It is counterintuitive to discuss waste reduction after much of the bill has discussed means by which the government can accelerate adoption of the latest energy-efficient vehicles and appliances which will inevitably lead to large amounts of non-recyclable waste.

Then there is the vast amounts of non-recyclable waste generated from the disposal of decommissioned solar panels and wind turbines that is accumulating across the country. For illustration, the figure below shows the largest offshore wind turbine compared to some famous structures. That is a lot of molded fiberglass-balsa wood composite fused with non-recyclable resin that is destined for landfills without any remedy in sight.


The CFA proposes large-scale government intervention in the economy to aggressively reduce U.S. emissions of greenhouse gases.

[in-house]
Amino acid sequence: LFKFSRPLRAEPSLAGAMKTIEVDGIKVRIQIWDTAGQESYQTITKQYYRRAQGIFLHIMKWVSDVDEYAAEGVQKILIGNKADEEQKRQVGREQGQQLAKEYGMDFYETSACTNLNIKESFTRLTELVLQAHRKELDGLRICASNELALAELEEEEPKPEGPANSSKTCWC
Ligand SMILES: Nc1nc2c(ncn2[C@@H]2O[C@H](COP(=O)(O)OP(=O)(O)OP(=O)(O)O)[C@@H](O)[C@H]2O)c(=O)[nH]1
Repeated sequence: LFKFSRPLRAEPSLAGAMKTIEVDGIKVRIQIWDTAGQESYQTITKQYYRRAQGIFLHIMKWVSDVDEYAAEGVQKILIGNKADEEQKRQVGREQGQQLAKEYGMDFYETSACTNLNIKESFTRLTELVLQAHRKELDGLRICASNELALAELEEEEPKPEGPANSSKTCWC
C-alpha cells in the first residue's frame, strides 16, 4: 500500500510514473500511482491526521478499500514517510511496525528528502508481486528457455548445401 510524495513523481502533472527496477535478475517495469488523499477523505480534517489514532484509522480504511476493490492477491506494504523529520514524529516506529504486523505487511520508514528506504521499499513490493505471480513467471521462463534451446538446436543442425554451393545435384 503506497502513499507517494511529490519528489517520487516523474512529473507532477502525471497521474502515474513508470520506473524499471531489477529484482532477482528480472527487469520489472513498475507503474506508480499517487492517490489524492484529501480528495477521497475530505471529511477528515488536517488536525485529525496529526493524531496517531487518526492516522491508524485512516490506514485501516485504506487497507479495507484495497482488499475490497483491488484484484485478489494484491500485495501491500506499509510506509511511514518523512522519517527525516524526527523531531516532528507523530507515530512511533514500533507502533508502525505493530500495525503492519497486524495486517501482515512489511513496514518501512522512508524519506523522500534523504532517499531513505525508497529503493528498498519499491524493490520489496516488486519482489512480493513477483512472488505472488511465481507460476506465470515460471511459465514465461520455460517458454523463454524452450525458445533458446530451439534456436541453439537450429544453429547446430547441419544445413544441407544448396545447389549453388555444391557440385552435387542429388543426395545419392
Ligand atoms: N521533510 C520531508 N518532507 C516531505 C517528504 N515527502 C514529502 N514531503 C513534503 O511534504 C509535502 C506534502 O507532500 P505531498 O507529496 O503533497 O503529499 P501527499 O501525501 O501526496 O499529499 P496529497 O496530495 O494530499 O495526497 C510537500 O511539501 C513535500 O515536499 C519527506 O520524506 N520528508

While the CFA can be lauded for making an attempt to put forth bold policy proposals when the discussion around climate change has been mostly rhetorical, there are many missteps here that make the overall package largely impractical. Enacting laws to curb emissions domestically will have little impact on global emissions if the rest of the world does not match these reductions. The CFA would be much better off focusing on removing barriers to investments in clean energy and simplifying the regulatory landscape rather than the current approach of bundling disparate policy proposals into a large bill with far-reaching impacts. The bill contains several sensible proposals that can be negotiated and passed in a bipartisan manner to build momentum on addressing climate concerns. Such an incremental policy approach will create an atmosphere of lively debate to evaluate provisions which could lead to the implementation of low-cost climate policy first and help build confidence in both lawmakers and public to pursue more bold legislation. Only a framework of cooperation from both parties will lead to sustained progress on the issue of climate change. This can become possible only if the alarmist rhetoric is cut back and a sensible discussion of the data is undertaken to enact policies that will make the American economy more resilient to impacts from climate-related events and make the average American more prosperous and thus less susceptible.